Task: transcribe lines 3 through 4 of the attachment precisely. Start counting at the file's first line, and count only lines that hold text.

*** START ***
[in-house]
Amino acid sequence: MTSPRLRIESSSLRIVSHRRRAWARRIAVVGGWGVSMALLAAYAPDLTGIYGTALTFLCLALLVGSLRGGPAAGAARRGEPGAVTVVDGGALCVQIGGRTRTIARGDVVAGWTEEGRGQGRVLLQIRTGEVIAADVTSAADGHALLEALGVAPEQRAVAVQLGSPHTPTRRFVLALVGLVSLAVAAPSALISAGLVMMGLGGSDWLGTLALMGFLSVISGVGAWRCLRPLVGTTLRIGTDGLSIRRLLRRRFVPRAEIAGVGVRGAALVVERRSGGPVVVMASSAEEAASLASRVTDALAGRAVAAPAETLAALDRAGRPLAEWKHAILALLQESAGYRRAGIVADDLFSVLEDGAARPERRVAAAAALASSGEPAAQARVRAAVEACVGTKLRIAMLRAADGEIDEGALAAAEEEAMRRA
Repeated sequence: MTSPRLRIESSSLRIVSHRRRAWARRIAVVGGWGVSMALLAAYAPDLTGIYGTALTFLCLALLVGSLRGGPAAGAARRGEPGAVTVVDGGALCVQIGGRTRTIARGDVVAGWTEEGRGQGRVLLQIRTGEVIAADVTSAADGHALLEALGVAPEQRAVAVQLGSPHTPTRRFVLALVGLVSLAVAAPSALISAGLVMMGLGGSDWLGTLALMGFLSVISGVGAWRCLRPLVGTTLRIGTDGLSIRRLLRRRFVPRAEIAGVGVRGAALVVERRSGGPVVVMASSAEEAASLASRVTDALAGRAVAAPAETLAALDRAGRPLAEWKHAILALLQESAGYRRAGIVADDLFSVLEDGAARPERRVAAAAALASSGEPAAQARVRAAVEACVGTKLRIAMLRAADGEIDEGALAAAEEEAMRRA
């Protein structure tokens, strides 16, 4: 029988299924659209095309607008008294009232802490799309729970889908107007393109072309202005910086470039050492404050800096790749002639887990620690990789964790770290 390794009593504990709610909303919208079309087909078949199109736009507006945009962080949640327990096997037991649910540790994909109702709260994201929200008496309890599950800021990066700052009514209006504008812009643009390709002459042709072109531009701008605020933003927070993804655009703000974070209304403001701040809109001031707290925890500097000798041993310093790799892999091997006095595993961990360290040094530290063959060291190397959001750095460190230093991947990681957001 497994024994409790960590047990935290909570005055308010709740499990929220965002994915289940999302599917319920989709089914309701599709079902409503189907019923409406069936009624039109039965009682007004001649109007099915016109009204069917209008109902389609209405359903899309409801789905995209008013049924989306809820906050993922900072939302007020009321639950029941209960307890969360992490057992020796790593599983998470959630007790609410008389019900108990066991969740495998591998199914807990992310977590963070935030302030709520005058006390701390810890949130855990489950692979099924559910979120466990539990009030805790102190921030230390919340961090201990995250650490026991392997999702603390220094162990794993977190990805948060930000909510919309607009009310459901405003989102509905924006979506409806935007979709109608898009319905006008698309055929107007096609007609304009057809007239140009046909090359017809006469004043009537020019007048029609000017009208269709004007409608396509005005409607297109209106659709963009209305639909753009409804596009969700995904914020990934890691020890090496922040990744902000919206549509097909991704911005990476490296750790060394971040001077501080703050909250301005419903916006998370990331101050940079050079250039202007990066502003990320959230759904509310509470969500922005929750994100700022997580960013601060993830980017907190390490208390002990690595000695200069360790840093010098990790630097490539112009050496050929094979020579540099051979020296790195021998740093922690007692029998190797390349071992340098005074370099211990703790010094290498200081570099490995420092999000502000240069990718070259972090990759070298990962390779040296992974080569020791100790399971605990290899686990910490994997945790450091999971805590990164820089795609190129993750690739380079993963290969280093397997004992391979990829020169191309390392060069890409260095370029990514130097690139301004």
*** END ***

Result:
Repeated sequence: MTSPRLRIESSSLRIVSHRRRAWARRIAVVGGWGVSMALLAAYAPDLTGIYGTALTFLCLALLVGSLRGGPAAGAARRGEPGAVTVVDGGALCVQIGGRTRTIARGDVVAGWTEEGRGQGRVLLQIRTGEVIAADVTSAADGHALLEALGVAPEQRAVAVQLGSPHTPTRRFVLALVGLVSLAVAAPSALISAGLVMMGLGGSDWLGTLALMGFLSVISGVGAWRCLRPLVGTTLRIGTDGLSIRRLLRRRFVPRAEIAGVGVRGAALVVERRSGGPVVVMASSAEEAASLASRVTDALAGRAVAAPAETLAALDRAGRPLAEWKHAILALLQESAGYRRAGIVADDLFSVLEDGAARPERRVAAAAALASSGEPAAQARVRAAVEACVGTKLRIAMLRAADGEIDEGALAAAEEEAMRRA
């Protein structure tokens, strides 16, 4: 029988299924659209095309607008008294009232802490799309729970889908107007393109072309202005910086470039050492404050800096790749002639887990620690990789964790770290 390794009593504990709610909303919208079309087909078949199109736009507006945009962080949640327990096997037991649910540790994909109702709260994201929200008496309890599950800021990066700052009514209006504008812009643009390709002459042709072109531009701008605020933003927070993804655009703000974070209304403001701040809109001031707290925890500097000798041993310093790799892999091997006095595993961990360290040094530290063959060291190397959001750095460190230093991947990681957001 497994024994409790960590047990935290909570005055308010709740499990929220965002994915289940999302599917319920989709089914309701599709079902409503189907019923409406069936009624039109039965009682007004001649109007099915016109009204069917209008109902389609209405359903899309409801789905995209008013049924989306809820906050993922900072939302007020009321639950029941209960307890969360992490057992020796790593599983998470959630007790609410008389019900108990066991969740495998591998199914807990992310977590963070935030302030709520005058006390701390810890949130855990489950692979099924559910979120466990539990009030805790102190921030230390919340961090201990995250650490026991392997999702603390220094162990794993977190990805948060930000909510919309607009009310459901405003989102509905924006979506409806935007979709109608898009319905006008698309055929107007096609007609304009057809007239140009046909090359017809006469004043009537020019007048029609000017009208269709004007409608396509005005409607297109209106659709963009209305639909753009409804596009969700995904914020990934890691020890090496922040990744902000919206549509097909991704911005990476490296750790060394971040001077501080703050909250301005419903916006998370990331101050940079050079250039202007990066502003990320959230759904509310509470969500922005929750994100700022997580960013601060993830980017907190390490208390002990690595000695200069360790840093010098990790630097490539112009050496050929094979020579540099051979020296790195021998740093922690007692029998190797390349071992340098005074370099211990703790010094290498200081570099490995420092999000502000240069990718070259972090990759070298990962390779040296992974080569020791100790399971605990290899686990910490994997945790450091999971805590990164820089795609190129993750690739380079993963290969280093397997004992391979990829020169191309390392060069890409260095370029990514130097690139301004």